The discovery related to gravitational waves which made international headlines earlier this year and was predicted by Albert Einstein more than a century ago will be the topic of Oregon State University’s Science Pub on Dec. 6. Jeff Hazboun, an astrophysicist in the College of Science and one of the researchers who led the project that resulted in the gravitational wave astronomy breakthrough, will talk about the discovery and future directions for the research at 6 p.m. Dec. 6 at the Old World Deli in Corvallis.
Biophysicist Gaudenz Danuser will present the 38th annual Yunker Lecture, “Cell Shapes Keep Cells in Shape,” focused on the interplay between cell shape and molecular action that governs function, particularly in cancer cells. Monday, Oct. 9 in the Memorial Union Horizon Room at Oregon State University’s Corvallis campus, the lecture will begin at 5 p.m. with a light reception beforehand at 4 p.m
The detection of gravitational waves opens a whole new window onto supermassive black holes – a vitally important step in advancing human knowledge and helping to unlock the mysteries of how structures are formed in the cosmos.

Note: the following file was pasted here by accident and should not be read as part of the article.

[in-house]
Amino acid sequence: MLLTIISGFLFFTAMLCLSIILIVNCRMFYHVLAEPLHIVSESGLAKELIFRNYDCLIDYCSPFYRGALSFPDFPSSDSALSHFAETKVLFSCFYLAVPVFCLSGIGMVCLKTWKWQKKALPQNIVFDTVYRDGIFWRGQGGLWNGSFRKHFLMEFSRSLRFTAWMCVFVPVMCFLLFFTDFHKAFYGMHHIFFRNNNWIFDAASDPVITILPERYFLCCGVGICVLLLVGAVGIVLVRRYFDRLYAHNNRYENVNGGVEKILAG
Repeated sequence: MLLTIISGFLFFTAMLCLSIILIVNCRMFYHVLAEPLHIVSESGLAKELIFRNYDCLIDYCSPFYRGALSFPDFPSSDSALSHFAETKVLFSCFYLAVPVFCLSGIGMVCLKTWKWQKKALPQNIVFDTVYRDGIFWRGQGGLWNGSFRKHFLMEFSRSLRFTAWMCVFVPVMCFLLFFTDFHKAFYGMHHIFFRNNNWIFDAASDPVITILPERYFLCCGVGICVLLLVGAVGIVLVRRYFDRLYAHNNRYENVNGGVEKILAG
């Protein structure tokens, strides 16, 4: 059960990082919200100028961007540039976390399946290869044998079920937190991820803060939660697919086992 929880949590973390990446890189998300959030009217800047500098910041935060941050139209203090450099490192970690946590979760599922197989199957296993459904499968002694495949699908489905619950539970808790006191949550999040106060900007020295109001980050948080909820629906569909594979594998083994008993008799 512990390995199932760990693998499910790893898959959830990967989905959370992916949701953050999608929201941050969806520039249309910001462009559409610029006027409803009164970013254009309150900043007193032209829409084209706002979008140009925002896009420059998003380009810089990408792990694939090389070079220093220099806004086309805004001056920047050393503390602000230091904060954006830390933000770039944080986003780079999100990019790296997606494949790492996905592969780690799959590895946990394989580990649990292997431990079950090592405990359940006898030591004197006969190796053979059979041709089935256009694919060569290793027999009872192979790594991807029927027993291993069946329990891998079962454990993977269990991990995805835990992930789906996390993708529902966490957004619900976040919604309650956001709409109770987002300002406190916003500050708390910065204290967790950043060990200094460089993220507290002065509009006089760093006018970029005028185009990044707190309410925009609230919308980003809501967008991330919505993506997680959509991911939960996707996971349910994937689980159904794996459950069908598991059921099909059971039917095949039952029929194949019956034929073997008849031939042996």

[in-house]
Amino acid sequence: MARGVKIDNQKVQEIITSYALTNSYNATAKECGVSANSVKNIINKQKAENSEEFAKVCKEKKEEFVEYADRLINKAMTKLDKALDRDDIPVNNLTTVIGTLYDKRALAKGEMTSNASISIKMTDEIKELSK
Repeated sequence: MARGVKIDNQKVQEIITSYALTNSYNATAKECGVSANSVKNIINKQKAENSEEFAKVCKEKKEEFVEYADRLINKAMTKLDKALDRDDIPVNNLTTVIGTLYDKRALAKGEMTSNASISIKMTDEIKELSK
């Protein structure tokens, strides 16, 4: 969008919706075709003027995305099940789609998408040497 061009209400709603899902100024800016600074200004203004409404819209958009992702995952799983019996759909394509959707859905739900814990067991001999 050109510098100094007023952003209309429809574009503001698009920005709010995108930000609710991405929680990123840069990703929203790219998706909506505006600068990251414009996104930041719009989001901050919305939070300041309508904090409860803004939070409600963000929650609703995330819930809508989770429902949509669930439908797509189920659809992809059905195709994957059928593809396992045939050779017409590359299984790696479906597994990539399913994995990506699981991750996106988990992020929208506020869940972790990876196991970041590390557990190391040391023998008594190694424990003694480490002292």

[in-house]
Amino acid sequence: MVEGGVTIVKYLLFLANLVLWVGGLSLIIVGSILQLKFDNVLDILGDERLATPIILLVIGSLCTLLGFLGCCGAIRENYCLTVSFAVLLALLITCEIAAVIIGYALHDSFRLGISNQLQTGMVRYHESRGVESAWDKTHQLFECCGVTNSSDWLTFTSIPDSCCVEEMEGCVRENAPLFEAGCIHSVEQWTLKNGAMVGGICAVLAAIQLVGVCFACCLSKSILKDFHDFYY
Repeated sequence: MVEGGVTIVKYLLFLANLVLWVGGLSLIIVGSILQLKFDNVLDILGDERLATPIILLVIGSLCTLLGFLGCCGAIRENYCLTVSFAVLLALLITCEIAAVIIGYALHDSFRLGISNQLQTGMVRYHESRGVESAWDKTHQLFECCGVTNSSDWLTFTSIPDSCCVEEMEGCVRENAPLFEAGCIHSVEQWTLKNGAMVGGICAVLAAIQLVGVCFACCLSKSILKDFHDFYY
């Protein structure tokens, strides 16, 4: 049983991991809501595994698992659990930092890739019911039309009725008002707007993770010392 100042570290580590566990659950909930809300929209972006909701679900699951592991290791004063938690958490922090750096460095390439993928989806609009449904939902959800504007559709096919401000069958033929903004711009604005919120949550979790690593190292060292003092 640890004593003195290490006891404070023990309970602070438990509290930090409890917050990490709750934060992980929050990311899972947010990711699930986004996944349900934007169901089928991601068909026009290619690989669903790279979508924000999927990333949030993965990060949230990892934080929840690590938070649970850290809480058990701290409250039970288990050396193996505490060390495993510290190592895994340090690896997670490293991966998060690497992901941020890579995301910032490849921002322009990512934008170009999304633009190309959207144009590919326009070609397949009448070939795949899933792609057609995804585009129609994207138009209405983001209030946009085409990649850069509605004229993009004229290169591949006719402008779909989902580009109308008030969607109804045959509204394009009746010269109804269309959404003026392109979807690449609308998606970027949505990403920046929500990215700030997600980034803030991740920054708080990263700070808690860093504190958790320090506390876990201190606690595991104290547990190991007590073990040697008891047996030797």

How does DNA move? How do cells communicate with each other? When it comes to these questions, it’s easy to think of molecular biologists behind the words. But as physics and mathematics senior Sullivan “Sully” Bailey-Darland knows, there are many more voices asking.
A trailblazer in experimental particle physics, Professor Heidi Schellman will present the 2023 F.A. Gilfillan Memorial Lecture, “Dealing with big data: What to do when your neutrino detector is the size of a building.” In her talk, Schellman will share her personal journey as a scientist and her fascination with neutrinos – mysterious particles that could hold answers to the universe.
Four-dimensional tissue self-assembly, integrated river health and ultra-tiny spectrometers: The 2022 College of Science Research and Innovation Seed (SciRIS) award recipients will use collaboration to fill critical knowledge gaps across numerous scientific disciplines to drive real-world impact.
The College of Science gathered on Feb. 22 to recognize and celebrate our high achieving faculty and staff at the 2023 Combined Awards Ceremony. The evening celebrated the very best in the College, from teaching, advising and research to inclusive excellence, administration and service.
The following faculty and staff received awards in the categories of Inclusive Excellence, Administration, Service and Performance.
Scientists, including an Oregon State College of Science professor, have developed a better tool to measure light, contributing to a field known as optical spectrometry in a way that could improve everything from smartphone cameras to environmental monitoring.
For many OSU materials scientists, fighting climate change means finding cleaner energy sources, developing sustainable alternatives to wasteful industry processes, and drawing on unconventional means to reduce the pollution already in the environment.